Selected for multiple “best of” book lists, The Feather Thief: Beauty, Obsession, and the Natural History Heist of the Century is a true-life crime story that is at once riveting and revolting. Anyone with a pair of binoculars who spends even five minutes a week checking out their neighborhood birds might find it difficult to read about the decimation of storied, feathered specimens, some of which were collected by Alfred Russel Wallace, a contemporary of Charles Darwin.
Author Kirk Wallace Johnson presents as a righter of wrongs. The story begins as he finds his humanitarian work expediting Iraqi refugees to the United States stymied by bureaucratic paperwork and diplomacy. Finding release knee-deep in western mountain streams, he becomes obsessed with the fly-tying ‘underground’ and the 2009 burglary of the ornithological collection at the British Natural History Museum at Tring. Obsessed to the point of spending the next six years delving into all things feathers.
At times travelogue, history lesson, fly fishing guide, and biography, the mystery surrounding the Tring feather caper is captivating in its straightforwardness. The crime is already solved when Johnson embarks on his effort to recover the missing collection, yet he persists in following leads and creating hypotheses as to the why of the whole thing. With many threads running throughout the book, his conclusions are much more esoteric than expected. Not surprising, given the obscure and bizarre world into which he has plunged.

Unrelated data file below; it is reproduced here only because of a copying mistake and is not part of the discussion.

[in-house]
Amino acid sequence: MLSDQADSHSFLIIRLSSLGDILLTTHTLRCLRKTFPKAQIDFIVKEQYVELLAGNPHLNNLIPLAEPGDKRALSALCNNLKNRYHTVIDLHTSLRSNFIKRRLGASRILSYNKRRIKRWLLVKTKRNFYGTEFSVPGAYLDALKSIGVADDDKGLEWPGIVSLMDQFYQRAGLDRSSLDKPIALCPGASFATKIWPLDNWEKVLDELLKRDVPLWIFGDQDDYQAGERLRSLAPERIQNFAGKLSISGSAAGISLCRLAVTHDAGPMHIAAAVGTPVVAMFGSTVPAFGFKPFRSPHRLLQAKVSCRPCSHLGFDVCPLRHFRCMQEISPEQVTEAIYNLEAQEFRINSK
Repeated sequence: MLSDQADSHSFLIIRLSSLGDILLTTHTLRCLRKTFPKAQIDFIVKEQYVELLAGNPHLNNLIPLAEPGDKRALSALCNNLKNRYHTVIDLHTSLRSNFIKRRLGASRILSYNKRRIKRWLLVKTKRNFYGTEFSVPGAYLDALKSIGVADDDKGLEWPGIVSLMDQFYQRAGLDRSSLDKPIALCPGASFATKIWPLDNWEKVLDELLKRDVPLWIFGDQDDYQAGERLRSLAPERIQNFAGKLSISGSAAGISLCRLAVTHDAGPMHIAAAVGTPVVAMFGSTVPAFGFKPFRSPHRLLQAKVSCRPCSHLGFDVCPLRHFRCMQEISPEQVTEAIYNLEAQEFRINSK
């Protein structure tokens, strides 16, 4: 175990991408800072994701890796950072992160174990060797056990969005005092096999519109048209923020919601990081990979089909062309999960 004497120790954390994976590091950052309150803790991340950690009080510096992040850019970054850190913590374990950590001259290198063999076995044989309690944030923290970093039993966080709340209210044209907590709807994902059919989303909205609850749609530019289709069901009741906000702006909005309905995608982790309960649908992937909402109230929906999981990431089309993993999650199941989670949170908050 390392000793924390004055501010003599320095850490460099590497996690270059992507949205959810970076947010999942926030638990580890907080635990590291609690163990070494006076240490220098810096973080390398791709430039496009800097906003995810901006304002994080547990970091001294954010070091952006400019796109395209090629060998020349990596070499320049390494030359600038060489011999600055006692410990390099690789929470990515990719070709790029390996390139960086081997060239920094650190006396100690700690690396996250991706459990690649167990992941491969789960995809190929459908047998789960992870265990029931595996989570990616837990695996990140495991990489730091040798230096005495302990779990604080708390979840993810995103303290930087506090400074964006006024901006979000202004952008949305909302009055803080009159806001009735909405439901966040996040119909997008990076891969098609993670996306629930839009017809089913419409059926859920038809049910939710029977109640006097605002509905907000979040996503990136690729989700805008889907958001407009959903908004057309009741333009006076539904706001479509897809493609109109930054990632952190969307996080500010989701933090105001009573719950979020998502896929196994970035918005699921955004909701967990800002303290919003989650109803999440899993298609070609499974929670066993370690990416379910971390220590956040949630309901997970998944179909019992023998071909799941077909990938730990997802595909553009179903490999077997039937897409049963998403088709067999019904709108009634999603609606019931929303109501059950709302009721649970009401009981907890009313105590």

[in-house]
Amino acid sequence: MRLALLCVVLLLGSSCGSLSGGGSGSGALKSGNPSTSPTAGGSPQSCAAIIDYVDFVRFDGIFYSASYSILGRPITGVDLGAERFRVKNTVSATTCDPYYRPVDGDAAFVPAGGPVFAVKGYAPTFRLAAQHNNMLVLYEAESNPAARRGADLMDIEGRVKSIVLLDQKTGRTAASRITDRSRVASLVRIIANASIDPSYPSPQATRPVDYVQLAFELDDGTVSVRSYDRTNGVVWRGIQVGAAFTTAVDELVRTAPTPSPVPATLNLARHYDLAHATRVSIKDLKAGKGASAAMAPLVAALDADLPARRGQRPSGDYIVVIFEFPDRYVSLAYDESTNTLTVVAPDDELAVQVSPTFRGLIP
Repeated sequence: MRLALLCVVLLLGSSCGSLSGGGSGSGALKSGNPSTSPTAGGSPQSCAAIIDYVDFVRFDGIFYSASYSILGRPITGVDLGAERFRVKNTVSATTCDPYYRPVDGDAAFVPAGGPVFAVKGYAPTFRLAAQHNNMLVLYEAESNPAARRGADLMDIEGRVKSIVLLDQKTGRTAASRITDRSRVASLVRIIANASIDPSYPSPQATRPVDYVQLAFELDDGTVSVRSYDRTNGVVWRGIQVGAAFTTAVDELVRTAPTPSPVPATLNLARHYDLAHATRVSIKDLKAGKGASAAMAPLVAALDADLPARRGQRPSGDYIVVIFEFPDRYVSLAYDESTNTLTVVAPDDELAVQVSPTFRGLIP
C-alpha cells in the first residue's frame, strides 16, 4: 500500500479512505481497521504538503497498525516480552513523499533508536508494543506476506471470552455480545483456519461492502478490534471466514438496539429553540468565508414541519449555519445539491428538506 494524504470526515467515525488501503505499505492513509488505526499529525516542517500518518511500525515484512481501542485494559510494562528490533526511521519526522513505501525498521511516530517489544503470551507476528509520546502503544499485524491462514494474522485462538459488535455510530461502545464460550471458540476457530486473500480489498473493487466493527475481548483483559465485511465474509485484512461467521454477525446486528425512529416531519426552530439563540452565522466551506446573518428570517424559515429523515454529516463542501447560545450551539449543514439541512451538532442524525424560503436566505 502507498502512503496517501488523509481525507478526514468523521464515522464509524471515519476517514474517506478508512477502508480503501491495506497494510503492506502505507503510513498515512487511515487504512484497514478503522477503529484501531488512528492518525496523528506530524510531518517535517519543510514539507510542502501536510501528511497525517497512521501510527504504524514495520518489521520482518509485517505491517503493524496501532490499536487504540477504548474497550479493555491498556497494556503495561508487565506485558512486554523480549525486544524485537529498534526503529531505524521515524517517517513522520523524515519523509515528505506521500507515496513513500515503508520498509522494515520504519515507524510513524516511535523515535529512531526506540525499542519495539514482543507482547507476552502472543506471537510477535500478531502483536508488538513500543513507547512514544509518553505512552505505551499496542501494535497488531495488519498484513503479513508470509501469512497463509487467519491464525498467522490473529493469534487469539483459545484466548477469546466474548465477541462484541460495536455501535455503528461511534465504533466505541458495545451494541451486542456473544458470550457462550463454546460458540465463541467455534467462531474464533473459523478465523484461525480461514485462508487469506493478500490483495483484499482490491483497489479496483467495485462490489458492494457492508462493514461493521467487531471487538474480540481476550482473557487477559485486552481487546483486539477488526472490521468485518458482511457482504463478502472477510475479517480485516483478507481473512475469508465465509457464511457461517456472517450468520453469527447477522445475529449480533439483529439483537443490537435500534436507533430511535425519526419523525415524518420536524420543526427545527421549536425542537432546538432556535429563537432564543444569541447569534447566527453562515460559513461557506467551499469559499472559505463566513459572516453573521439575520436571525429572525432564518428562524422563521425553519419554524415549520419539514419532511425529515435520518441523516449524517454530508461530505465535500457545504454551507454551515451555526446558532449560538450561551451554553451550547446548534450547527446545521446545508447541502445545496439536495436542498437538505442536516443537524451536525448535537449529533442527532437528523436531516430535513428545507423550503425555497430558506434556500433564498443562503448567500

- Cathy Click
Announcing our new online book discussion group: Basalt Book Banter!
The Feather Thief is the March selection for Basalt Book Banter, an online book discussion offered in collaboration with Bookbinders Basalt. To join the discussion, visit the Basalt Regional Library Facebook page and join our Basalt Book Banter group. The Feather Thief is available to check out on Overdrive as an ebook or audiobook. We also recommend listening to this interview podcast with Kirk Wallace Johnson on This American Life. We hope you read The Feather Thief and join the discussion!
NB: Kirk Wallace Johnson’s visit to the Roaring Fork Valley, coordinated by the Roaring Fork Conservancy, is postponed. We look forward to hosting him at the Basalt Regional Library in the future.
Hello and Good Health to you wherever you are in this time of great confusion. Once long ago on an episode of The Simpsons I learned that the Chinese have the same word for crisis as they do opportunity. We have a great "crisitunity" ahead of us and it's always excellent to use times like this to catch up on some media we might have missed over the years. Whether you are all alone, spending the next few weeks with family, or stuck in a strange place full of strangers the Library website might just be the place to park it.
One of the best things about the Library is browsing- finding stuff you might never have thought about before and falling in love with it. While scientists and their highly detailed computer simulations are saying that you better not be goin nowhere, you can still browse through some awesome collections on the Innernette.
While the Library is currently closed and you can't browse our physical DVD collection, you can still access movies through Kanopy, an awesome free streaming service that is available to Basalt Regional Library patrons with just your library card and an email address.
Kanopy has a ridiculous amount of content—film both old and new as well as hundreds of college courses, called The Great Courses, available immediately. While there is a limit of 12 films a month, The Great Courses are all available in an unlimited quantity. So don’t binge watch—take some time to really enjoy some true classics both old and new.
Recommended Great Courses: